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Airborne Regiment veteran Luke Carmichael, 69, at his Cockrell House residence.

The Canadian Forces mission in Afghanistan is set to wind down next year and as battle-scarred soldiers come home, some will find that home in the streets.

Veterans who fail to adjust to life outside the military will join other wandering ex-soldiers who have fought wars or kept the peace around the world and who find themselves living on the streets or in the bush.

A fortunate few may find themselves at Cockrell House, a new shelter for homeless veterans.

Up until a month ago John Vassallo, who served as part of deployments to Kosovo and Afghanistan, was living in Victoria's Streetlink shelter. Born in Montreal and raised in Cape Breton, Mr. Vassallo joined the forces at age 21. Now 34, he served three years in the Kosovo conflict and then five years on the USS John C. Stennis, an American aircraft carrier that supported operations in Afghanistan. His wife left him, taking their young daughter, saying he was away too much; Mr. Vassallo said he has not been able to find them since.

"When I got out of the military, I did not know one single person other than my family," he said. "I'd been in a grocery store 10 times all my adult life."

Once someone enlists, the military becomes their culture. Intense training, "virtual brainwashing" and a life spent separated from society alters people, said Colonel Pat Stogran, who in 2007 was appointed Canada's first Veterans Ombudsman.

"Given the level of intensity in the operations, I fear for the future," said Col. Stogran, 52, a veteran himself of Bosnia and Afghanistan.

Col. Stogran predicts a surge in the number of homeless veterans. "They're coming out of the woodwork now. But that's just the tip of the iceberg," said the colonel, who in June of 2008 started the Leave Nobody Behind campaign to raise awareness of homeless vets. "Every single person we send overseas, whether it's to someone else's war or to pick up body parts in Haiti, they all come back changed people."

After Mr. Vassallos's discharge in 2006, shell-shocked by civilian life and unable to relate to people, he headed to the bush on the west side of Vancouver Island near Bamfield, where he says he spent a year living in the woods.

"But I got bush-whacked so I bought a sailboat," Mr. Vassallo said.

He lived off the land and sea, selling fish for spending money and demonstrating what Col. Stogran describes as the soldier's ability to survive tough conditions. Mr. Vassallo said he eventually abandoned the boat and moved into a Victoria hotel. A girlfriend left him after he got into the "drug scene," he said. And soon he was on the street.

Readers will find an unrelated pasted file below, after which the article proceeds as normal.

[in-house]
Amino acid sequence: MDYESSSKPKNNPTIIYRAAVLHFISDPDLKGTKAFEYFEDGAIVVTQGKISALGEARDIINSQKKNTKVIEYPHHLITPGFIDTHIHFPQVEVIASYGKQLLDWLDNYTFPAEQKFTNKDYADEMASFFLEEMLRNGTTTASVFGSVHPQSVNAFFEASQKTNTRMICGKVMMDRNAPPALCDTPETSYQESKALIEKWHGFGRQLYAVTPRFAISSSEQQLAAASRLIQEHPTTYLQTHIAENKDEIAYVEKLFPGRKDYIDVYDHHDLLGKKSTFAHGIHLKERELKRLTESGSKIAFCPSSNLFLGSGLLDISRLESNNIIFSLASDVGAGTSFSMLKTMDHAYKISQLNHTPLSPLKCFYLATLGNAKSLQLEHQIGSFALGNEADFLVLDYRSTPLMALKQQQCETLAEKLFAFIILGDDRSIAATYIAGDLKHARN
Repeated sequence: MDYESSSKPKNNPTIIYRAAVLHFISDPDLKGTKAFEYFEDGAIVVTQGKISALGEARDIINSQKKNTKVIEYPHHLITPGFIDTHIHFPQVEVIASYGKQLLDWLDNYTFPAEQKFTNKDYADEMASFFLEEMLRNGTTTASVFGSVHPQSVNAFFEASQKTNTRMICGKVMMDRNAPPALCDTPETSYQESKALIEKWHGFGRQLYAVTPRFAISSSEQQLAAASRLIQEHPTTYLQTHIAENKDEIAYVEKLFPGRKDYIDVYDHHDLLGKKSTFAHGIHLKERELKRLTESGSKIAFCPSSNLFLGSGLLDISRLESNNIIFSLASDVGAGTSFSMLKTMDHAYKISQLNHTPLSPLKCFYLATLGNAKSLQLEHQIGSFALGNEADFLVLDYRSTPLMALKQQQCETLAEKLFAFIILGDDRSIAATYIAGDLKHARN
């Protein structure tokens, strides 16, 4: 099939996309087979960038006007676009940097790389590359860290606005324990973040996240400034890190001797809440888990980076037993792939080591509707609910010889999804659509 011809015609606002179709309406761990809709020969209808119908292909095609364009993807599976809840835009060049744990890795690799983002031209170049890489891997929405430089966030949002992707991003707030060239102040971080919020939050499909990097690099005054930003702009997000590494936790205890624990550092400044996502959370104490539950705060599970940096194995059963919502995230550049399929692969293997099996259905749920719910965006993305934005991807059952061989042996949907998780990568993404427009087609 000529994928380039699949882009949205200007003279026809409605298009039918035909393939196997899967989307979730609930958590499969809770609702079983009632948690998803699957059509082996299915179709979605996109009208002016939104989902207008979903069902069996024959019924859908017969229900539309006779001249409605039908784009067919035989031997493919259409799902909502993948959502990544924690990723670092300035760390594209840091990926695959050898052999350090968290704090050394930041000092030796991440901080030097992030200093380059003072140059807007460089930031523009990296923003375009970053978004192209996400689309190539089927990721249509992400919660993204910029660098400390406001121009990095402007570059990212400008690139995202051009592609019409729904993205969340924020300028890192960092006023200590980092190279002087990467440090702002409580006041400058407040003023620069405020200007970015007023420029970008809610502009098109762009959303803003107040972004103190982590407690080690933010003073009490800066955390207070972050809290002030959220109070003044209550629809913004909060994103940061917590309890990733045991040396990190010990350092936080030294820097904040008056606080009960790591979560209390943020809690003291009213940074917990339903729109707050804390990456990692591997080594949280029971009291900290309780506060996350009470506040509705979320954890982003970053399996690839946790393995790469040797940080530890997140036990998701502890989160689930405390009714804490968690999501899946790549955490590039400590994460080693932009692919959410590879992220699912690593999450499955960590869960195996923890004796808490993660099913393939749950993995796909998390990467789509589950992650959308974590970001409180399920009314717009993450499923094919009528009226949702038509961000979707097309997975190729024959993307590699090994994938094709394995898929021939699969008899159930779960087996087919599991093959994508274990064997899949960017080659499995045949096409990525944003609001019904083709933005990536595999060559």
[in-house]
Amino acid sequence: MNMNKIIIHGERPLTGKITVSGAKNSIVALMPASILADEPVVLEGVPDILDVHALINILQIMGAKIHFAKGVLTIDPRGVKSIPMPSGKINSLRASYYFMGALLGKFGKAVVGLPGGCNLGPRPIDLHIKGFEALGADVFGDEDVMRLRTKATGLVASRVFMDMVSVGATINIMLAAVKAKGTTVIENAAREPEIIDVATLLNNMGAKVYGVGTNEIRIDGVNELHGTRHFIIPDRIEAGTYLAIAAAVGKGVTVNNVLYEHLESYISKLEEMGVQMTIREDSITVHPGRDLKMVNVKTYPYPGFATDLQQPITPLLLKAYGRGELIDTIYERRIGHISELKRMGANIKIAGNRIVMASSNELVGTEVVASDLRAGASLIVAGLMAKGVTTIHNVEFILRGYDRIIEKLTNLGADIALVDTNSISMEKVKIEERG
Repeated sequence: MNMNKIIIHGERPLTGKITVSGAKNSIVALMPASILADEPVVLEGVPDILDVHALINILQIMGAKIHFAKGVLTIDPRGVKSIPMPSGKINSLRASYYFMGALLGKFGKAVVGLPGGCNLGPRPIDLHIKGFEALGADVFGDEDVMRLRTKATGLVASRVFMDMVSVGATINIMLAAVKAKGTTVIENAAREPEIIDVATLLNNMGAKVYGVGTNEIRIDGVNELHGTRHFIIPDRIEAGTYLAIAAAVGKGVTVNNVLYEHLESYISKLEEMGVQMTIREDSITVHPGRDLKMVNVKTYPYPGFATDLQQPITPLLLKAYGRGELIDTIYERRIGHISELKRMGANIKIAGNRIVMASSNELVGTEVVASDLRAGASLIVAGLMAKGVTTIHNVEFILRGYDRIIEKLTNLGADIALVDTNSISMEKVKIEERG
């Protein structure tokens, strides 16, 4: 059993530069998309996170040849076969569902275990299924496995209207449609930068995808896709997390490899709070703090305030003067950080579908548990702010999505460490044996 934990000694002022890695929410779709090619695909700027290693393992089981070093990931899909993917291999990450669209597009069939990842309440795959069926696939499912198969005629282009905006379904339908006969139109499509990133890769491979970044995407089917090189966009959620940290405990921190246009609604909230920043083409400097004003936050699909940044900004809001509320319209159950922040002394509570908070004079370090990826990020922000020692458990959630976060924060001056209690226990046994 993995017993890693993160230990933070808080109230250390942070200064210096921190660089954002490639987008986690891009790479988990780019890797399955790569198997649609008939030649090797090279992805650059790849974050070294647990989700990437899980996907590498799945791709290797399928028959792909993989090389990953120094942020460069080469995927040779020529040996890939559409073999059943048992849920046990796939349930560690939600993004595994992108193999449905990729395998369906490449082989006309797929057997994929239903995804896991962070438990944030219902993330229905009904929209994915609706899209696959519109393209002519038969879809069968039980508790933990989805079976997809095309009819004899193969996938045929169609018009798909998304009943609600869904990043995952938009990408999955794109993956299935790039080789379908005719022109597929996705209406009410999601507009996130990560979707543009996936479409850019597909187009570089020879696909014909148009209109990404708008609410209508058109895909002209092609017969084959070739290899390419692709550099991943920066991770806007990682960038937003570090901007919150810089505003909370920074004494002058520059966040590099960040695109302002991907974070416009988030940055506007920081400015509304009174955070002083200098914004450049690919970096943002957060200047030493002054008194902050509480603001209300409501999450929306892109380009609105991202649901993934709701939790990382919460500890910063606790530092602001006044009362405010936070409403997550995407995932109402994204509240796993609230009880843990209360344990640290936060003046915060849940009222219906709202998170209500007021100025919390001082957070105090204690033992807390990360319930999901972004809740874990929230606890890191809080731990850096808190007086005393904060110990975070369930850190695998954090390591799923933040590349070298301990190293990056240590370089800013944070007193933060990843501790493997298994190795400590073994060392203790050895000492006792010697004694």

Now Mr. Vassallo is living at Cockrell House, in the Victoria suburb of Colwood. Cockrell House is thought to be Canada's first shelter for homeless veterans, according to Dave Munro, a Korean vet who helped establish the privately funded facility. Currently, there's room for six, but by the end of the year, 11 spaces will be available.

Mr. Munro estimates there are at least 35 more Victoria-area veterans without a roof over their heads. One is said to be an 83-year-old female nurse who served during the Second World War.

Another Cockrell House resident is Halifax native Luke Carmichael, 69, who spent 19 years in the military, 11 of those with the Canadian Airborne Regiment. In 2000, he said, he arrived in Victoria with no money and no place to stay. He headed about 50 kilometres west to Jordan River where he lived in a tent for about a year until someone gave him a 10-metre-long trailer. To find work, he'd hitchhike into Victoria.

One day, during a visit to a Legion, he heard about Cockrell House.

"I never knew what existed, what services there were for veterans," Mr. Carmichael said.

Since last July, an outreach project in Vancouver's Downtown Eastside has been providing services for homeless veterans. All of the 35 or so veterans have been men, many of them in their mid-30s, said Adrienne Alford-Burt, director of the Veterans Affairs Vancouver office.

There are almost 80,000 veterans in Canada, but the number of homeless vets is not known, said Bridget Preston, director of Veterans Affairs' Victoria office. Counting and classifying who is homeless in general is a challenge, she said.

In 2006, the U.S. Veterans Affairs Department pegged the number of homeless U.S. vets at 196,000, accounting for 26 per cent of U.S. homeless.

Special to The Globe and Mail